Responsive population dynamics and wide seeding into the duodenal lamina propria of transglutaminase-2-specific plasma cells in celiac disease

R. Di Niro, O. Snir, K. Kaukinen, G. Yaari, K. E.A. Lundin, N. T. Gupta, S. H. Kleinstein, M. Cols, A. Cerutti, M. Mäki, M. J. Shlomchik, L. M. Sollid

Research output: Contribution to journalArticlepeer-review

20 Scopus citations

Abstract

A hallmark of celiac disease is autoantibodies to transglutaminase 2 (TG2). By visualizing TG2-specific antibodies by antigen staining of affected gut tissue, we identified TG2-specific plasma cells in the lamina propria as well as antibodies in the subepithelial layer, inside the epithelium, and at the brush border. The frequency of TG2-specific plasma cells were found not to correlate with serum antibody titers, suggesting that antibody production at other sites may contribute to serum antibody levels. Upon commencement of a gluten-free diet, the frequency of TG2-specific plasma cells in the lesion dropped dramatically within 6 months, yet some cells remained. The frequency of TG2-specific plasma cells in the celiac lesion is thus dynamically regulated in response to gluten exposure. Laser microdissection of plasma cell patches, followed by antibody gene sequencing, demonstrated that clonal cells were seeded in distinct areas of the mucosa. This was confirmed by immunoglobulin heavy chain repertoire analysis of plasma cells isolated from individual biopsies of two untreated patients, both for TG2-specific and non-TG2-specific cells. Our results shed new light on the processes underlying the B-cell response in celiac disease, and the approach of staining for antigen-specific antibodies should be applicable to other antibody-mediated diseases.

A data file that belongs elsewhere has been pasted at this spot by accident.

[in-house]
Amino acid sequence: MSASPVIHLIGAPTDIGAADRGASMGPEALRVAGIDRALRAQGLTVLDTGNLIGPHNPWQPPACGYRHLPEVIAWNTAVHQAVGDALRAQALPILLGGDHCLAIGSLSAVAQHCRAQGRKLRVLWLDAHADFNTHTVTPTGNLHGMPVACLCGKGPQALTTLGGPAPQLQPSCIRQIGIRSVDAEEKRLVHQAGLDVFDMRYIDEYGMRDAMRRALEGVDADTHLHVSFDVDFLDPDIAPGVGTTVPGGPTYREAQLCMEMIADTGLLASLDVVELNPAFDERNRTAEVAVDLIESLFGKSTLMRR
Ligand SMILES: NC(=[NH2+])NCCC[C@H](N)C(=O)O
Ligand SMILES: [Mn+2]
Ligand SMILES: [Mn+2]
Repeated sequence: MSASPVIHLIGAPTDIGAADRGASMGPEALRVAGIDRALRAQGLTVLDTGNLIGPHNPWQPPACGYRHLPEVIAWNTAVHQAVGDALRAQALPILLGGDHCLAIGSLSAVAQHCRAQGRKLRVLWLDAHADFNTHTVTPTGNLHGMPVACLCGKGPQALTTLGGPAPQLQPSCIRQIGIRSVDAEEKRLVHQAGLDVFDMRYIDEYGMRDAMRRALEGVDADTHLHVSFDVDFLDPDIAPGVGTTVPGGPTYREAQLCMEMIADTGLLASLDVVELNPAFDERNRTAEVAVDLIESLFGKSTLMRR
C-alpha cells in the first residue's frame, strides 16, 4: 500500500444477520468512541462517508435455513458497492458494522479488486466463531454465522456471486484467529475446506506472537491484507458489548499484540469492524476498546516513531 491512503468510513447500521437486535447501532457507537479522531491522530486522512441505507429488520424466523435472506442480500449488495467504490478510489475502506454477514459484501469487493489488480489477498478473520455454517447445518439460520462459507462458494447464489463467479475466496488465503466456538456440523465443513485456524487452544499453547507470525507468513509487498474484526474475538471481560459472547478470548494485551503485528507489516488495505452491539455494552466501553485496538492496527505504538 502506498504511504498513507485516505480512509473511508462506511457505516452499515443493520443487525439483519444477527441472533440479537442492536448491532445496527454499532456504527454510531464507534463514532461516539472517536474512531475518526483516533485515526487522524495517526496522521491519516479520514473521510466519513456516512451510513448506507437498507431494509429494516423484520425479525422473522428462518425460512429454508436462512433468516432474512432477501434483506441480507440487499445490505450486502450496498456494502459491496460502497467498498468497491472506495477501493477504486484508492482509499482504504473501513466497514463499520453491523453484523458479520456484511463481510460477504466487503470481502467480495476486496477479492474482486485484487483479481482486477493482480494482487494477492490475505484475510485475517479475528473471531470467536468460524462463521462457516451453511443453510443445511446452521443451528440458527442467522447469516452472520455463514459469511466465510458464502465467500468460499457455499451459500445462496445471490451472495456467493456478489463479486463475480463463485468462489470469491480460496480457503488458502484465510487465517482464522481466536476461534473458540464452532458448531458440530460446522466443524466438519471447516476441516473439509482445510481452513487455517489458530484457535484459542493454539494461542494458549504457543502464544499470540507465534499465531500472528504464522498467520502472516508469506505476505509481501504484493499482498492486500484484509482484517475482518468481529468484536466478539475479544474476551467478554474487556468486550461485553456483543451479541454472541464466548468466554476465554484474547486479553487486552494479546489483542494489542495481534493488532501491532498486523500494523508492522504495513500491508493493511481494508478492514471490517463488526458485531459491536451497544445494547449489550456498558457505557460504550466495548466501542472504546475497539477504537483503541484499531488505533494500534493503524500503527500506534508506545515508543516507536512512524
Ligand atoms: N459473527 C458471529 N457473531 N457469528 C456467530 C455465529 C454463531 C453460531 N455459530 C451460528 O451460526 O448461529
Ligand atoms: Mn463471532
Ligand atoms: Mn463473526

Original languageEnglish
Pages (from-to)254-264
Number of pages11
JournalMucosal Immunology
Volume9
Issue number1
DOIs
StatePublished - 1 Jan 2016

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